Axios - Politics
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World Bank president comments on Ivanka Trump's investment fund

Michael Sohn/ AP via pool

World Bank Group president Jim Yong Kim has released a statement about Ivanka Trump's involvement in a fund for women entrepreneurs to be administered by the World Bank (which Trump told our own Mike Allen about on Tuesday):

"The World Bank Group is working with partners on the details around creating a facility for women's economic empowerment, specifically through providing access to finance, markets, and networks. Typically, the governance of facilities we manage is decided among donors, and the secretariat sits within and is administered by the World Bank Group. We are very grateful for the leadership Ms. Trump and Chancellor Merkel have demonstrated on this important issue."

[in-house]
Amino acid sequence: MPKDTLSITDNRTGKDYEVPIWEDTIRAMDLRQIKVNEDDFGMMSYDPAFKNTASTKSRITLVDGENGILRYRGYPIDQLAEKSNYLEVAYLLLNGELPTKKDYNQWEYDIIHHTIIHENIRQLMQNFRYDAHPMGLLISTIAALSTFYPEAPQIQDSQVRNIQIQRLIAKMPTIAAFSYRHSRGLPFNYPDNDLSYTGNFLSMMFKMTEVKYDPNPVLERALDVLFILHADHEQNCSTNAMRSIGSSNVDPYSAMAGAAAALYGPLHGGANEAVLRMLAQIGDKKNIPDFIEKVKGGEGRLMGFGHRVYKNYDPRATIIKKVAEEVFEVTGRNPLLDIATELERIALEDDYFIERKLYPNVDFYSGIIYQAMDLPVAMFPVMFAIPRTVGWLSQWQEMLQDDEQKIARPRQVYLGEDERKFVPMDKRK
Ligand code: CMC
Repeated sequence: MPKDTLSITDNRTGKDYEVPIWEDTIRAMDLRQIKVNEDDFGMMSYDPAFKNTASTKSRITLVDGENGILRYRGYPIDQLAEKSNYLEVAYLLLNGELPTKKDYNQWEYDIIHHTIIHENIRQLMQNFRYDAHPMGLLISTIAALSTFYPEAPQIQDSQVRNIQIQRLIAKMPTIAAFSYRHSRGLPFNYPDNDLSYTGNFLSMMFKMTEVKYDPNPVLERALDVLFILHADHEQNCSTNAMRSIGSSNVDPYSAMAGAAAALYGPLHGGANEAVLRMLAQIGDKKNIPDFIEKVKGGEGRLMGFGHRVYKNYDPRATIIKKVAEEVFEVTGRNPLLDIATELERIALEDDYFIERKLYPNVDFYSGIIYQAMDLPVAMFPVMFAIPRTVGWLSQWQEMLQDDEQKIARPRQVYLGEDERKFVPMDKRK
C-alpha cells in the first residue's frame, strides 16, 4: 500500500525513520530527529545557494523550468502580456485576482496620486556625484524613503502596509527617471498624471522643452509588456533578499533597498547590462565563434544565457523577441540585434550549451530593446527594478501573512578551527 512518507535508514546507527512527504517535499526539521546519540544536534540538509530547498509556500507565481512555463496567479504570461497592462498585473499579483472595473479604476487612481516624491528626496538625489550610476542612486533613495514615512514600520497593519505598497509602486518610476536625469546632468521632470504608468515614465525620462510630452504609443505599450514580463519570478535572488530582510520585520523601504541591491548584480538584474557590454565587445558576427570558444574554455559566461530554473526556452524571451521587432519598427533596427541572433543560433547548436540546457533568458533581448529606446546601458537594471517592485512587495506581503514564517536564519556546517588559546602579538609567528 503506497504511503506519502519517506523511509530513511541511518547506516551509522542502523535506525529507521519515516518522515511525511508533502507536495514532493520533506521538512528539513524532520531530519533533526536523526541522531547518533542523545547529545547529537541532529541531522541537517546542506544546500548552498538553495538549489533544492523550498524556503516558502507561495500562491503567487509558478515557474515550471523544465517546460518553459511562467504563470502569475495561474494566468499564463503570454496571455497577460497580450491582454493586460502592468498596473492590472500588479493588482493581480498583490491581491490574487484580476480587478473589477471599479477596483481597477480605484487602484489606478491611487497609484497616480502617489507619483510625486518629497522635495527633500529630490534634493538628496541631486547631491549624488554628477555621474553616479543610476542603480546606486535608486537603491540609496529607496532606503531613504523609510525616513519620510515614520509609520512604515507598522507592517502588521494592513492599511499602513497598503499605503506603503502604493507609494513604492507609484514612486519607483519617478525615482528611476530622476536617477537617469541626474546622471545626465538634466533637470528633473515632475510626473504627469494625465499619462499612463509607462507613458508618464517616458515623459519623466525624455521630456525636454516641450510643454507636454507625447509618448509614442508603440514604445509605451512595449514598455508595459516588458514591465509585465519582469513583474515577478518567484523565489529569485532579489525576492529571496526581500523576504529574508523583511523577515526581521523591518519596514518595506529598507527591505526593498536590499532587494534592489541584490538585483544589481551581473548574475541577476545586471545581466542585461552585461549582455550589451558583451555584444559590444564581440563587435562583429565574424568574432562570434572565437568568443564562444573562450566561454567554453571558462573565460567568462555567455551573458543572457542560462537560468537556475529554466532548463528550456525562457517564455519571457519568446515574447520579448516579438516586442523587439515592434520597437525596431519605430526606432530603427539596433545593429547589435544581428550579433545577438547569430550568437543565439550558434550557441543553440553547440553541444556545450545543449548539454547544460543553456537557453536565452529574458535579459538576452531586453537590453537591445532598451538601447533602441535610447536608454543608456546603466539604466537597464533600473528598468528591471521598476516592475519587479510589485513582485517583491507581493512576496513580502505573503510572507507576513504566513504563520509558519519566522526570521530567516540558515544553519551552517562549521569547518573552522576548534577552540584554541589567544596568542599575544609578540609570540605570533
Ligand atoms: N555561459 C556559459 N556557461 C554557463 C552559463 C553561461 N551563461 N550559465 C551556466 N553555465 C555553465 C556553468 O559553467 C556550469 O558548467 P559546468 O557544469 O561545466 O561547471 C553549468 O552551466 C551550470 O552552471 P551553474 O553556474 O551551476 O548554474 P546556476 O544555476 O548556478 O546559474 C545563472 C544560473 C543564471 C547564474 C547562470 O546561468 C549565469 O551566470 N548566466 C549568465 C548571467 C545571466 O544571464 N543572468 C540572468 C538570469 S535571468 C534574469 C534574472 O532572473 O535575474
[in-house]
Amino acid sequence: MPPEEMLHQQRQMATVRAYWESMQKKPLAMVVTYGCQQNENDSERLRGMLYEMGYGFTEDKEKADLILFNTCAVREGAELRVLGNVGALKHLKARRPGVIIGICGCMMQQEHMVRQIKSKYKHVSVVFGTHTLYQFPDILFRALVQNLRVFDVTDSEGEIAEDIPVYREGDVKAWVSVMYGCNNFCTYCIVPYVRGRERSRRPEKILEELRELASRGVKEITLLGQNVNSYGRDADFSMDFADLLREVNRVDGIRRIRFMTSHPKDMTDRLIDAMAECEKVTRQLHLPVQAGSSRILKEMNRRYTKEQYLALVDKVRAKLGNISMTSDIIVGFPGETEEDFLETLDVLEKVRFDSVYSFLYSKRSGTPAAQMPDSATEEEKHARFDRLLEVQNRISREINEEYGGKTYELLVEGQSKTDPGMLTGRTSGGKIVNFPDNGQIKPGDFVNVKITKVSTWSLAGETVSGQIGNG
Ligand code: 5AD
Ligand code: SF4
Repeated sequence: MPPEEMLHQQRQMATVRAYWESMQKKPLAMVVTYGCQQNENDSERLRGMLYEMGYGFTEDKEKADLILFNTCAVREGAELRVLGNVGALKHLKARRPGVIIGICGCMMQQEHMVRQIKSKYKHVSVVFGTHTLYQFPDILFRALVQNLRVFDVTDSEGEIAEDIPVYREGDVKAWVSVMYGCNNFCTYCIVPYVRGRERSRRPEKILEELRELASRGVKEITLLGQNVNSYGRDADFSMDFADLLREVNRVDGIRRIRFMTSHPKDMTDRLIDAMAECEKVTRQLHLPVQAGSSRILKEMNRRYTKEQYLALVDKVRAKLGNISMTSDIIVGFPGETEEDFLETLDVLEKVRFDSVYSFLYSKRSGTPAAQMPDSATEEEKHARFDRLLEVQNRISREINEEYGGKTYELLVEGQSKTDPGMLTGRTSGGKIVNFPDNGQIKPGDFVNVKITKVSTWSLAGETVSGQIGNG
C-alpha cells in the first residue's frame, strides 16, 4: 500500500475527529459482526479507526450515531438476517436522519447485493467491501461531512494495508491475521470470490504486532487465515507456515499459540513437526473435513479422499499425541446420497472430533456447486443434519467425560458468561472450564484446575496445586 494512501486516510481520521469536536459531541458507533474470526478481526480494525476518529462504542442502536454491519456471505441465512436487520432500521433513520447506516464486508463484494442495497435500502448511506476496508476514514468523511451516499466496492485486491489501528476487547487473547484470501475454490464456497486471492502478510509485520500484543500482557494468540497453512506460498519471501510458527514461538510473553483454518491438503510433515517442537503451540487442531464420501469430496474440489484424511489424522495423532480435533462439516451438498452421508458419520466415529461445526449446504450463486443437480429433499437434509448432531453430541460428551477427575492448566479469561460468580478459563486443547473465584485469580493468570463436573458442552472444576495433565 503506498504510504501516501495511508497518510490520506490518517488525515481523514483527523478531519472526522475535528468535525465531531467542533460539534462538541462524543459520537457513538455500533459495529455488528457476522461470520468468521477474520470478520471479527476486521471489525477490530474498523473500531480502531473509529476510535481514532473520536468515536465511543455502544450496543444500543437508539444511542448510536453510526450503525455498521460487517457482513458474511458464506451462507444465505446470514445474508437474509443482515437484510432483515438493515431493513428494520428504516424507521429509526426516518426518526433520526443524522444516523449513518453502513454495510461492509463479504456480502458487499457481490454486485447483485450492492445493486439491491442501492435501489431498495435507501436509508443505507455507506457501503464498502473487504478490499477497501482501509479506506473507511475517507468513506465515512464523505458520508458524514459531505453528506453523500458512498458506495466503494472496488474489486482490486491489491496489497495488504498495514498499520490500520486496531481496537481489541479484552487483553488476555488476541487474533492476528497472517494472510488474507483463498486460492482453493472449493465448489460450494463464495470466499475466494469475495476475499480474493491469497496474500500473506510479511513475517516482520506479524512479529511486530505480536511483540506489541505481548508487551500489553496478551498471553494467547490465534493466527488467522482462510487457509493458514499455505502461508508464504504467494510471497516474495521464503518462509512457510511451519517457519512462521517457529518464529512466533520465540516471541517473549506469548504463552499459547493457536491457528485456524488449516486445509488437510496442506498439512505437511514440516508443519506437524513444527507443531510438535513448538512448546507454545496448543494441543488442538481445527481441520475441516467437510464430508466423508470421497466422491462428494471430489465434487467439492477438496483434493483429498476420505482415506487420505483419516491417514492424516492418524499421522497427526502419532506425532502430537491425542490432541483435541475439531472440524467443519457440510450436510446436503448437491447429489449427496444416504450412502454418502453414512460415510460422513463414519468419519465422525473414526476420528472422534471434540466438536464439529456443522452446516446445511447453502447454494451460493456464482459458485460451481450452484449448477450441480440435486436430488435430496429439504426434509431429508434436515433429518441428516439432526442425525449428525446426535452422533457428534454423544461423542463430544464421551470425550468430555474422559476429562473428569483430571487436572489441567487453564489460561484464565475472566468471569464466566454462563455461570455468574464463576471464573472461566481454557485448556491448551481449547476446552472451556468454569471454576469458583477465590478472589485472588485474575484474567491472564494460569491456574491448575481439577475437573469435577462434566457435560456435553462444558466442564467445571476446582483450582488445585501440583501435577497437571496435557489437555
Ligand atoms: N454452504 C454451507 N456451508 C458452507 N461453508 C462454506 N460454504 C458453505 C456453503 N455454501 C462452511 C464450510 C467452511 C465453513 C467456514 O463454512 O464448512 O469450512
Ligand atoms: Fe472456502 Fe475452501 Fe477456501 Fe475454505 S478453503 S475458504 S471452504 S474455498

Axios' Dan Primack still has some questions about the fund, including whether Trump or adviser Dina Powell will be actively soliciting contributions while working in the White House.

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Just 36% say they'd vote to re-elect Trump

Evan Vucci / AP

Only 36% of people say they would vote to re-elect President Trump if the 2020 election were today, per a Fox news poll, compared to 55% who would vote for someone else.

Most have already made up their minds: 21% say they would definitely vote for Trump and 47% would definitely vote for someone else.